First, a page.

Fertilization of 2-0 ponderosa pine seedlings in the nursery and field : morphology, physiology, and field performance Public Deposited

http://ir.library.oregonstate.edu/concern/graduate_thesis_or_dissertations/qj72pc87d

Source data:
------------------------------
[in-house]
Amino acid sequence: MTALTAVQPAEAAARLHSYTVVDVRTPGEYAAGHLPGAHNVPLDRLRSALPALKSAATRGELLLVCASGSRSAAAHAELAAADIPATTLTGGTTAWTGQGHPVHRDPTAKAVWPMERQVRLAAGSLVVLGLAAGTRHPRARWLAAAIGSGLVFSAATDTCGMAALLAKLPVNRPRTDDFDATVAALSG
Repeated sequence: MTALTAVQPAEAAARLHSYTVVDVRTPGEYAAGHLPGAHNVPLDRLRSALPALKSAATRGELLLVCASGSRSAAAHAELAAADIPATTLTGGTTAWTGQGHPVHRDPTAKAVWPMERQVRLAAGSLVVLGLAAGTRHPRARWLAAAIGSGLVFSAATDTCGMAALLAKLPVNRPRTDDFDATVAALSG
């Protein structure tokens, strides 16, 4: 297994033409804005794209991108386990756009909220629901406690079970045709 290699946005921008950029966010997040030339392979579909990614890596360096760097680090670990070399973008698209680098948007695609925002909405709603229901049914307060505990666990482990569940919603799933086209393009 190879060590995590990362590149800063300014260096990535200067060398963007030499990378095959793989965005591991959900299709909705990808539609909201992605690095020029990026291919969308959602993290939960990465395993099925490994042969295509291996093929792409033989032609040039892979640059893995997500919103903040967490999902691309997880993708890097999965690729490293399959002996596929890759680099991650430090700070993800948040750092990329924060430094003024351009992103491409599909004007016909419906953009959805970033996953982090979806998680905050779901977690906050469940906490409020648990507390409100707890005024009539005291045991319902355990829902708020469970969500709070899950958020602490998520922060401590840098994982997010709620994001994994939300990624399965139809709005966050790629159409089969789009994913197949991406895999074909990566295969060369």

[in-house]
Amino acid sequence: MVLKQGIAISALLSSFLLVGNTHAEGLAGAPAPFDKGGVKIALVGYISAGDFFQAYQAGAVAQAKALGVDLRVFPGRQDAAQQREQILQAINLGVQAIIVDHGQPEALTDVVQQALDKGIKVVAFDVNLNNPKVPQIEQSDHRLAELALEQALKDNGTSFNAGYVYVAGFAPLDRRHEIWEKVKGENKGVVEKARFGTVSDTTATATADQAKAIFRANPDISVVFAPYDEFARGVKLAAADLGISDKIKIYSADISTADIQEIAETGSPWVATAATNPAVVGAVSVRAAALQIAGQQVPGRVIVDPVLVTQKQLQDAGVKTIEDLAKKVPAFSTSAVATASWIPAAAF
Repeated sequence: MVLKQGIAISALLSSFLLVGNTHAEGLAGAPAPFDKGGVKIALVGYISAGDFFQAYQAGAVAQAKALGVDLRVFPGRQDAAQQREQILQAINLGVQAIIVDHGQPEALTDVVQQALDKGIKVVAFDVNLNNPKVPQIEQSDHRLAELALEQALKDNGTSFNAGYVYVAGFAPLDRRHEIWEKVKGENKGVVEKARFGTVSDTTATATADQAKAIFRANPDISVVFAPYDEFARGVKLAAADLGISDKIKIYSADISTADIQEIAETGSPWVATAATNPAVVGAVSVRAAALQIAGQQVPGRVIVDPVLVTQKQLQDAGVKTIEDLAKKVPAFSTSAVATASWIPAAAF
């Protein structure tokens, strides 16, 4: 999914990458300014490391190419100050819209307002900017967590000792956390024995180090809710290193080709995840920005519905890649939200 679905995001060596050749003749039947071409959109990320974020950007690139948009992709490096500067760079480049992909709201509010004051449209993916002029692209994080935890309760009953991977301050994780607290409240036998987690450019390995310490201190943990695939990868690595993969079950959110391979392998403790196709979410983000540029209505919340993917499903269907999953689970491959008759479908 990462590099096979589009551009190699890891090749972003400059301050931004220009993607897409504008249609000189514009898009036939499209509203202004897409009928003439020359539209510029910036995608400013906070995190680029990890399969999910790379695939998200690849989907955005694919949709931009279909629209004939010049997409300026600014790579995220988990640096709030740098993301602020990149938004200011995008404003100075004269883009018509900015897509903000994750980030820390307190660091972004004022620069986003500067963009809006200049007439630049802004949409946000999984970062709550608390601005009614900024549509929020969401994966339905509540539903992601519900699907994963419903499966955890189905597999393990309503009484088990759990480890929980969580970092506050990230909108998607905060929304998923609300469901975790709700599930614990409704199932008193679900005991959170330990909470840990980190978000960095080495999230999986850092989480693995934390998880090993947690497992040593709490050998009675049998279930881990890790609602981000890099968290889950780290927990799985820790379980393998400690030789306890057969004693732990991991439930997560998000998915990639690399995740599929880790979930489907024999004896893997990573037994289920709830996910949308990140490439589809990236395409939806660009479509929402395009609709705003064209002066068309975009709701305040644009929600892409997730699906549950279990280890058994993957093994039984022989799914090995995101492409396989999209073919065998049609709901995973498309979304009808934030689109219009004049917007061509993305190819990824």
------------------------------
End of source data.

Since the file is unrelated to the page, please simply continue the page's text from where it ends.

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  • Two-year-old ponderosa pine (Pinus ponderosa Laws.) from two seed sources were grown at two nurseries. The Fremont seed source was raised at Bend and Stone Nursery; the Ochoco was grown at only the Bend Nursery. The seedlings were fertilized in late September-early October with nitrogen (N) or nitrogen plus potassium (NK). Foliar nutrient analysis at the time of lifting indicated both the N and NK treatments increased N concentration 7-10% in two of the three nursery/seed source combinations but had no effect on the Other. The added K had no effect on K concentrations. None of the nursery treatments had any significant effect on any of the morphological characteristics measured in all three nursery/seed source combinations. The N treated seedlings from both seed sources at the Bend nursery appeared to be less susceptible to frost damage. In seedlings from the same nursery, there were no differences in mean days to budbreak among any of the treatments. The seedlings were lifted from the nurseries and planted back to their respective seed source sites. One-half of the seedlings at both sites were fertilized with a slow-release fertilizer one month after planting. There were no nursery treatment or field fertilizer treatment differences in first-year survival, which ranged from 96- 100%, although there were slight survival differences between nurseries at the Fremont site. Foliar samples taken immediately before the slow-release fertilizer application indicated that the NK nursery treatment at the Fremont site was the only nursery treatment with increased N concentration. These seedlings grew 26% more than the control seedlings and 19% more than the N treated trees during their first growing season in the field. Compared to non-field fertilized trees, the field fertilized seedlings at the Fremont site had higher foliar N concentrations and contents and heavier fascicles by the end of the first growing season although the non-field fertilized trees grew 12% more. At the Ochoco field site, the nursery fertilizer and field fertilizer treatments had no effect on seedling N levels or first year survival and growth. At the beginning of the growing season at the Fremont site, seedlings from the Bend nursery had heavier fascicles and greater N concentrations and contents than the Stone Nursery's seedlings. However, the Stone Nursery trees grew 44% more during the first growing season. The seedlings responded differently depending upon the field site at which they were planted. A graphical representation of the changes in fascicle weight, nutrient concentration, and nutrient content during the first growing season assisted in the interpretation of the responses at the two sites and provided an indication of the potential for future growth. The fascicle weights and N concentrations and contents of the Fremont site (the harsher, less fertile location) trees decreased 23%, 14%, and 33% respectively. At the Ochoco, the fascicle weights decreased just 6% and N concentration increased 14% although Ochoco seedlings grew less than those on the Fremont during the first growing season. The higher nutrient levels and heavier fascicles exhibited by the Ochoco trees could be a good indicator of how those seedlings respond in the coming years. Second year results should be analyzed before any final conclusions are made about this study, especially concerning field fertilization and how the seedling responses vary by site.
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